The article discusses the issue of infections occurring due to central venous access devices (CVADs) in acute child care settings and the importance of hand-wash hygiene to reduce infections. The authors provide a brief review of literature to assert the importance of hand-wash hygiene while handling CVADs to reduce the risks of infection. Examples of incidence provided include the variability of hand washing practice and policies in hospitals related to hand wash hygiene.The article supports my proposed change which centers around the practice of hand washing and hygiene to avoid infections occurring due to CVADs.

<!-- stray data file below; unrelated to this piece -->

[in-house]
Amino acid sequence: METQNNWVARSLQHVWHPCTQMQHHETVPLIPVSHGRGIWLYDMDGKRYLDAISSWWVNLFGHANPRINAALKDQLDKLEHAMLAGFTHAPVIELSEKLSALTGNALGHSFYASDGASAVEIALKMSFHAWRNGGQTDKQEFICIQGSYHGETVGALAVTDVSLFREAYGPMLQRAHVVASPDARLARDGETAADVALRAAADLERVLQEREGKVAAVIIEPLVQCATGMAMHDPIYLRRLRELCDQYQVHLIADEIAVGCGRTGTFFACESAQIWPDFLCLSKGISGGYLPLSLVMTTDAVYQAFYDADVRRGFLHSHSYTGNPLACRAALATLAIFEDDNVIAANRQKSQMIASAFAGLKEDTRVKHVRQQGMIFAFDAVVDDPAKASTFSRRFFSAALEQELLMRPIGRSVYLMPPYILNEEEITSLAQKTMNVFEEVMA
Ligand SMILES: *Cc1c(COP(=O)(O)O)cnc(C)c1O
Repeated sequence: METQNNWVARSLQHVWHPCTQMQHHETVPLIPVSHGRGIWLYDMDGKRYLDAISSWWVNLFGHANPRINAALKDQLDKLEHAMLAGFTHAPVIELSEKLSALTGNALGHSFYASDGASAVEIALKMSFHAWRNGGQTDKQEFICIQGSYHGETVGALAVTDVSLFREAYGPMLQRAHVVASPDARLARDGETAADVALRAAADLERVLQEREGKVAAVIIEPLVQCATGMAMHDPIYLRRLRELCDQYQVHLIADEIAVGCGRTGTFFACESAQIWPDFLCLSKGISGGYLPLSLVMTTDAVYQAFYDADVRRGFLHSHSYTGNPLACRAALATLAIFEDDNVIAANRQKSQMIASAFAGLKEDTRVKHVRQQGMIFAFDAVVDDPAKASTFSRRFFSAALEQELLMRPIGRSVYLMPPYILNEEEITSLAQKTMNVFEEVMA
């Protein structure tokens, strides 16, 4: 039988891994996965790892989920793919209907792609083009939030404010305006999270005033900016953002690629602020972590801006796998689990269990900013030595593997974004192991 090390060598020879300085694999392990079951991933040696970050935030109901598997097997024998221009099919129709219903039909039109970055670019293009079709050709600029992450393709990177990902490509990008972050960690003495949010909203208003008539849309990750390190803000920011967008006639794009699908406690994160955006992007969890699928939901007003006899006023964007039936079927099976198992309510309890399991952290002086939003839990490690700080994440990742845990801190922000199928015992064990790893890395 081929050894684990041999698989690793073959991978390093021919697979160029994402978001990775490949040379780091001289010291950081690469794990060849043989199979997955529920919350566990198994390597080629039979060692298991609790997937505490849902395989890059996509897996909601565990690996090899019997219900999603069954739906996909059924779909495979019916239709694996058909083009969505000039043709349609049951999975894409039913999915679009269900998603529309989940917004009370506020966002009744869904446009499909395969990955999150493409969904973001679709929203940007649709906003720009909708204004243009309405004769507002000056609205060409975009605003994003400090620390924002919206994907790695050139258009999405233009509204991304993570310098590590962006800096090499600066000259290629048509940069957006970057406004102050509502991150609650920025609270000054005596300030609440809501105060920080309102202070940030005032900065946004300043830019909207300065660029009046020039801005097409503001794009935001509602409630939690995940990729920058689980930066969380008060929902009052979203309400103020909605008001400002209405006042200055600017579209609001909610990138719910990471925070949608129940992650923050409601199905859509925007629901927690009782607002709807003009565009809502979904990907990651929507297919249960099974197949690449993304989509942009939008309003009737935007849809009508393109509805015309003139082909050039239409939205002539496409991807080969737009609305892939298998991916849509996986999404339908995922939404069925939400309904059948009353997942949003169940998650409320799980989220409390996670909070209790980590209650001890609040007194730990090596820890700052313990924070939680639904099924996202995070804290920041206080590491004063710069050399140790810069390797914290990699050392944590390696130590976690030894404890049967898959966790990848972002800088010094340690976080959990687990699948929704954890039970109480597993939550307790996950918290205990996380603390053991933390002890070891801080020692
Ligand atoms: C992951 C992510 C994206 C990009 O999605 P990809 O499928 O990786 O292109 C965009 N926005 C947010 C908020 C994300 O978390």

Picheansathian, W., Pearson, A., & Suchaxaya, P. (2008). The effectiveness of a promotion programme on hand hygiene compliance and nosocomial infections in a neonatal intensive care unit. International Journal Of Nursing Practice, 14 (4), 315-321.

The article describes the importance of hand hygiene practices for preventing nosocomial infection in neonatal intensive care infants. Statistical evidence by the authors highlights the prevailing 6.4% rate of nosocomial infection is 6.4% occurring in neonatal ICUs. The article supports the importance of appropriate hand wash hygiene practices among nursing personnel, which is consistent with my proposed change.

Correa, J. C., Pinto, D., Salas, L. A., Camacho, J. C., Rondón, M., & Quintero, J. (2012). A cluster-randomized controlled trial of handrubs for prevention of infectious diseases among children in Colombia. Revista Panamericana De Salud Publica, 31(6), 476-484.